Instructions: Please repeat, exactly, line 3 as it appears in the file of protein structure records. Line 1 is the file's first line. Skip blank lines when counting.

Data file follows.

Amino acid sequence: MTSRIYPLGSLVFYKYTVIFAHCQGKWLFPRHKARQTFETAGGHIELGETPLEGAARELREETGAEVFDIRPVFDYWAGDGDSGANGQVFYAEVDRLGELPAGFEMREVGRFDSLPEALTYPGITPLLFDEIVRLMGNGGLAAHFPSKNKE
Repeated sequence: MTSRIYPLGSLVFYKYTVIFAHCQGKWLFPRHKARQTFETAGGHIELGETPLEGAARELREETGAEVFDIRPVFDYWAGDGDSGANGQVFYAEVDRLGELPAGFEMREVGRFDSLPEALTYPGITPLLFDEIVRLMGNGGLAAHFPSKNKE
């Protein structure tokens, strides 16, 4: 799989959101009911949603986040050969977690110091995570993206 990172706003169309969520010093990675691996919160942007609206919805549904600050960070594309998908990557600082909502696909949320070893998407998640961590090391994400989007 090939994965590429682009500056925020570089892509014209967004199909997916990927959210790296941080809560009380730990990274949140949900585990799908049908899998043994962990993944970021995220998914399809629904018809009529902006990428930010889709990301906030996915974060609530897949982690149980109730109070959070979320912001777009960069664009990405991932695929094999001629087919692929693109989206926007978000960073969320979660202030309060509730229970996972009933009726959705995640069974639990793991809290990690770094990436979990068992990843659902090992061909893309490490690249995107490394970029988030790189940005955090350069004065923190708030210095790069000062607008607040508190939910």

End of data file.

């Protein structure tokens, strides 16, 4: 799989959101009911949603986040050969977690110091995570993206 990172706003169309969520010093990675691996919160942007609206919805549904600050960070594309998908990557600082909502696909949320070893998407998640961590090391994400989007 090939994965590429682009500056925020570089892509014209967004199909997916990927959210790296941080809560009380730990990274949140949900585990799908049908899998043994962990993944970021995220998914399809629904018809009529902006990428930010889709990301906030996915974060609530897949982690149980109730109070959070979320912001777009960069664009990405991932695929094999001629087919692929693109989206926007978000960073969320979660202030309060509730229970996972009933009726959705995640069974639990793991809290990690770094990436979990068992990843659902090992061909893309490490690249995107490394970029988030790189940005955090350069004065923190708030210095790069000062607008607040508190939910």